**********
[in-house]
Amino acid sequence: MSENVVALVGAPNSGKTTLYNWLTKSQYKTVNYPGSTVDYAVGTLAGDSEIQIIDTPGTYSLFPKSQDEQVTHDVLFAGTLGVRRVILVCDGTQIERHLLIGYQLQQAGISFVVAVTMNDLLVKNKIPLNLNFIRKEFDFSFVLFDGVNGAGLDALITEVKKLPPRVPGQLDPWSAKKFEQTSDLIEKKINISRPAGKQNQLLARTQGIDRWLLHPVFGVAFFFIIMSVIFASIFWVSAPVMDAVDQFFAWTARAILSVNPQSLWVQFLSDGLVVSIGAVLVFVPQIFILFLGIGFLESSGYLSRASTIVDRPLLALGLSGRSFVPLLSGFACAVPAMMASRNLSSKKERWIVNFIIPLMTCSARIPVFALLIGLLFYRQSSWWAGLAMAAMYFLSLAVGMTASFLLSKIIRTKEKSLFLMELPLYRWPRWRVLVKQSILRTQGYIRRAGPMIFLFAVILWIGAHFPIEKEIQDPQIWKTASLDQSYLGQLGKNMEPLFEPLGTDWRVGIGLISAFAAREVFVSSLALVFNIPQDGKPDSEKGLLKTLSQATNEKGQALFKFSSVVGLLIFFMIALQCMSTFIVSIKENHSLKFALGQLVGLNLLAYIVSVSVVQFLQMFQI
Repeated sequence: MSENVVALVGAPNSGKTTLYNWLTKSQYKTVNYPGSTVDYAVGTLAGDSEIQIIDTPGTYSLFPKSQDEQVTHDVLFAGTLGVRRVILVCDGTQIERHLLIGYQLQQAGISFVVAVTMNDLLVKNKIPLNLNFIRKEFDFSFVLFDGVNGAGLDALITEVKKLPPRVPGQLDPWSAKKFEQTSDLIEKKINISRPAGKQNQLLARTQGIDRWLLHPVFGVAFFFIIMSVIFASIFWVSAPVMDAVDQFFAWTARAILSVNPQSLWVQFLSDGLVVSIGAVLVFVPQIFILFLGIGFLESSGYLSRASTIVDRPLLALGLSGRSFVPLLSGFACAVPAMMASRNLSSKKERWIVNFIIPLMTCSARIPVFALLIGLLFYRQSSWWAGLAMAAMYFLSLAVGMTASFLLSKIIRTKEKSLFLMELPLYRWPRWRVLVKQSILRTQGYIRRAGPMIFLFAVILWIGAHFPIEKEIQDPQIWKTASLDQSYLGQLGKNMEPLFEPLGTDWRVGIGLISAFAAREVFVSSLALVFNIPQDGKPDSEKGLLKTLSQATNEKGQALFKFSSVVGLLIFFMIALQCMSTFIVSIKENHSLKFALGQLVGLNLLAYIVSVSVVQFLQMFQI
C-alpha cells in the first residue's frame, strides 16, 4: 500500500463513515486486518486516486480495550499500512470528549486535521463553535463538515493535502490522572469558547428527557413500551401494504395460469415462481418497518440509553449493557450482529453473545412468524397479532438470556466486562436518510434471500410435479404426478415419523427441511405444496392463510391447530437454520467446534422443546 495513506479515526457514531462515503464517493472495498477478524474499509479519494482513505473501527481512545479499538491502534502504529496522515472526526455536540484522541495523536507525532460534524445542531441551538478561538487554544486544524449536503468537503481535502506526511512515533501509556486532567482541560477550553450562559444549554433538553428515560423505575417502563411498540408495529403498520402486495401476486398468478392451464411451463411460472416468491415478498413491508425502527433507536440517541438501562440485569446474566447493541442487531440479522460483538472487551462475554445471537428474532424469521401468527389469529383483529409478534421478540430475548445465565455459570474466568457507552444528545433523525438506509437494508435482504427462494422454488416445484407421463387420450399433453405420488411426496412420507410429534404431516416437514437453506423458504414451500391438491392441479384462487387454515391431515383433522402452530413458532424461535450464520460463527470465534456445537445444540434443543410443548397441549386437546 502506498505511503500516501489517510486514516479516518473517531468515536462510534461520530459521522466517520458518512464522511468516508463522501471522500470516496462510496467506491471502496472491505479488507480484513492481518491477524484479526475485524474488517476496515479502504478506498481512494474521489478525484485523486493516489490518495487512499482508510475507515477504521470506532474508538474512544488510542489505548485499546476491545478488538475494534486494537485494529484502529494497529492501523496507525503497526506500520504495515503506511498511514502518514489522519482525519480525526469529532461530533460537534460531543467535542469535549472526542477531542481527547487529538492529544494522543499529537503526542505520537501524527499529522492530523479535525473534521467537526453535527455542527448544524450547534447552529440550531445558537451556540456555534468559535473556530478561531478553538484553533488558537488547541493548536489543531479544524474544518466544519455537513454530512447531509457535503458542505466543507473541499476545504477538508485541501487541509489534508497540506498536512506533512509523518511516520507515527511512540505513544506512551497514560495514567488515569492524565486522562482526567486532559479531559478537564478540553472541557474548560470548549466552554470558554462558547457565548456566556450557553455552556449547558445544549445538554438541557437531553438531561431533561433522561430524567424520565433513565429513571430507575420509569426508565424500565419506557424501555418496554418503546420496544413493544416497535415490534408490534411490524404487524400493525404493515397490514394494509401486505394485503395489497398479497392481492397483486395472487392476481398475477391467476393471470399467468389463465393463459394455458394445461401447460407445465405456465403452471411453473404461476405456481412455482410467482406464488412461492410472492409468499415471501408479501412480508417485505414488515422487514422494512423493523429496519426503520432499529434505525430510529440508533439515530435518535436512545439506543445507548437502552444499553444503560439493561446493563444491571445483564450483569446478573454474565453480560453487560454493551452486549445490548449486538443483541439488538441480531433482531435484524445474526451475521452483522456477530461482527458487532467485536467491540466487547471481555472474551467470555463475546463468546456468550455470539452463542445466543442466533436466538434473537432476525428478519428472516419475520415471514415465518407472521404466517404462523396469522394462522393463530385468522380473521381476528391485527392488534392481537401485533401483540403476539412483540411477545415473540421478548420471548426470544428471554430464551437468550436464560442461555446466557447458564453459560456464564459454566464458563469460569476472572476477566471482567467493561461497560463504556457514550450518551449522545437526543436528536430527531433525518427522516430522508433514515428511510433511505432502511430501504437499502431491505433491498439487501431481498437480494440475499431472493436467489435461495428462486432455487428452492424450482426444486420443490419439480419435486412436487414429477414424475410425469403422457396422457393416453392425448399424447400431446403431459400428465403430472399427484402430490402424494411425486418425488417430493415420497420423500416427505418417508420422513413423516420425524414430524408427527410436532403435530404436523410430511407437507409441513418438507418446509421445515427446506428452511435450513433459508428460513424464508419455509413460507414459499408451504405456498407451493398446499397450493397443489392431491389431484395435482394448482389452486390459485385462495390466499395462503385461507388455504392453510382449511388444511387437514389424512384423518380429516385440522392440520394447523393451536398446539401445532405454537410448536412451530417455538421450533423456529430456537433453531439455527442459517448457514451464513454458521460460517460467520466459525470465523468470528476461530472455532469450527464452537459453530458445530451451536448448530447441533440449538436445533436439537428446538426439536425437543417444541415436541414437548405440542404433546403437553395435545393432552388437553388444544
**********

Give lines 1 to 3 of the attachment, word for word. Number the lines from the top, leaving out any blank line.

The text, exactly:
[in-house]
Amino acid sequence: MSENVVALVGAPNSGKTTLYNWLTKSQYKTVNYPGSTVDYAVGTLAGDSEIQIIDTPGTYSLFPKSQDEQVTHDVLFAGTLGVRRVILVCDGTQIERHLLIGYQLQQAGISFVVAVTMNDLLVKNKIPLNLNFIRKEFDFSFVLFDGVNGAGLDALITEVKKLPPRVPGQLDPWSAKKFEQTSDLIEKKINISRPAGKQNQLLARTQGIDRWLLHPVFGVAFFFIIMSVIFASIFWVSAPVMDAVDQFFAWTARAILSVNPQSLWVQFLSDGLVVSIGAVLVFVPQIFILFLGIGFLESSGYLSRASTIVDRPLLALGLSGRSFVPLLSGFACAVPAMMASRNLSSKKERWIVNFIIPLMTCSARIPVFALLIGLLFYRQSSWWAGLAMAAMYFLSLAVGMTASFLLSKIIRTKEKSLFLMELPLYRWPRWRVLVKQSILRTQGYIRRAGPMIFLFAVILWIGAHFPIEKEIQDPQIWKTASLDQSYLGQLGKNMEPLFEPLGTDWRVGIGLISAFAAREVFVSSLALVFNIPQDGKPDSEKGLLKTLSQATNEKGQALFKFSSVVGLLIFFMIALQCMSTFIVSIKENHSLKFALGQLVGLNLLAYIVSVSVVQFLQMFQI
Repeated sequence: MSENVVALVGAPNSGKTTLYNWLTKSQYKTVNYPGSTVDYAVGTLAGDSEIQIIDTPGTYSLFPKSQDEQVTHDVLFAGTLGVRRVILVCDGTQIERHLLIGYQLQQAGISFVVAVTMNDLLVKNKIPLNLNFIRKEFDFSFVLFDGVNGAGLDALITEVKKLPPRVPGQLDPWSAKKFEQTSDLIEKKINISRPAGKQNQLLARTQGIDRWLLHPVFGVAFFFIIMSVIFASIFWVSAPVMDAVDQFFAWTARAILSVNPQSLWVQFLSDGLVVSIGAVLVFVPQIFILFLGIGFLESSGYLSRASTIVDRPLLALGLSGRSFVPLLSGFACAVPAMMASRNLSSKKERWIVNFIIPLMTCSARIPVFALLIGLLFYRQSSWWAGLAMAAMYFLSLAVGMTASFLLSKIIRTKEKSLFLMELPLYRWPRWRVLVKQSILRTQGYIRRAGPMIFLFAVILWIGAHFPIEKEIQDPQIWKTASLDQSYLGQLGKNMEPLFEPLGTDWRVGIGLISAFAAREVFVSSLALVFNIPQDGKPDSEKGLLKTLSQATNEKGQALFKFSSVVGLLIFFMIALQCMSTFIVSIKENHSLKFALGQLVGLNLLAYIVSVSVVQFLQMFQI